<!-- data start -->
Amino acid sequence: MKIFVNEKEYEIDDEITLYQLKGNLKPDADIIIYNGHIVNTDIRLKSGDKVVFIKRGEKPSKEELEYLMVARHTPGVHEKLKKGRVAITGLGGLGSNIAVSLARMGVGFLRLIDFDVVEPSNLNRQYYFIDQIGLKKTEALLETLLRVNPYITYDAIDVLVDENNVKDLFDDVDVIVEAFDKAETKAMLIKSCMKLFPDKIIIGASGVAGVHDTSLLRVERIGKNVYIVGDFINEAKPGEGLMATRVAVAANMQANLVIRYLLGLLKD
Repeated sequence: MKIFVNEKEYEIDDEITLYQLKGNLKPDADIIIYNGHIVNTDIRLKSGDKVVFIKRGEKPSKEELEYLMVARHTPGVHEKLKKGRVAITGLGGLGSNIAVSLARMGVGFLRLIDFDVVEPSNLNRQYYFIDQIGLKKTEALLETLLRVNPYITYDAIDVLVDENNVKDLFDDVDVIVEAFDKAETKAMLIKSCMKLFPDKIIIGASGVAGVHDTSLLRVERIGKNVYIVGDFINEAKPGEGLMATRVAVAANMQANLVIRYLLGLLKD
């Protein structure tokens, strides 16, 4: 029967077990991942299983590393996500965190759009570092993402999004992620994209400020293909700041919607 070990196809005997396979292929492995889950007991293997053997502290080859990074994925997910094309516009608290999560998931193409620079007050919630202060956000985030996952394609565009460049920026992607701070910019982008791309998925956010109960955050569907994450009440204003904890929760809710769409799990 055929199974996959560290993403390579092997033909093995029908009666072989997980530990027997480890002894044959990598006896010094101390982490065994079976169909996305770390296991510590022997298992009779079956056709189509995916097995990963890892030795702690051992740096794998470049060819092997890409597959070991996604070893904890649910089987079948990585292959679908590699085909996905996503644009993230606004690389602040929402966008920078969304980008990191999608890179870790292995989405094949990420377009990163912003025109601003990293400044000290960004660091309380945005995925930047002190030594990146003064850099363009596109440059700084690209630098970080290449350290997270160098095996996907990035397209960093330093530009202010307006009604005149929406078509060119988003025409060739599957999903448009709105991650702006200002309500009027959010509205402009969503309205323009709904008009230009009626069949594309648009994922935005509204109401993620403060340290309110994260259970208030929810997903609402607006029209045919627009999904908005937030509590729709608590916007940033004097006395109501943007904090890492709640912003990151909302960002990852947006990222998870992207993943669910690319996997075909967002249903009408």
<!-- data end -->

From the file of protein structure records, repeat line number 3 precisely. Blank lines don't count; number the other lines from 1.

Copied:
């Protein structure tokens, strides 16, 4: 029967077990991942299983590393996500965190759009570092993402999004992620994209400020293909700041919607 070990196809005997396979292929492995889950007991293997053997502290080859990074994925997910094309516009608290999560998931193409620079007050919630202060956000985030996952394609565009460049920026992607701070910019982008791309998925956010109960955050569907994450009440204003904890929760809710769409799990 055929199974996959560290993403390579092997033909093995029908009666072989997980530990027997480890002894044959990598006896010094101390982490065994079976169909996305770390296991510590022997298992009779079956056709189509995916097995990963890892030795702690051992740096794998470049060819092997890409597959070991996604070893904890649910089987079948990585292959679908590699085909996905996503644009993230606004690389602040929402966008920078969304980008990191999608890179870790292995989405094949990420377009990163912003025109601003990293400044000290960004660091309380945005995925930047002190030594990146003064850099363009596109440059700084690209630098970080290449350290997270160098095996996907990035397209960093330093530009202010307006009604005149929406078509060119988003025409060739599957999903448009709105991650702006200002309500009027959010509205402009969503309205323009709904008009230009009626069949594309648009994922935005509204109401993620403060340290309110994260259970208030929810997903609402607006029209045919627009999904908005937030509590729709608590916007940033004097006395109501943007904090890492709640912003990151909302960002990852947006990222998870992207993943669910690319996997075909967002249903009408």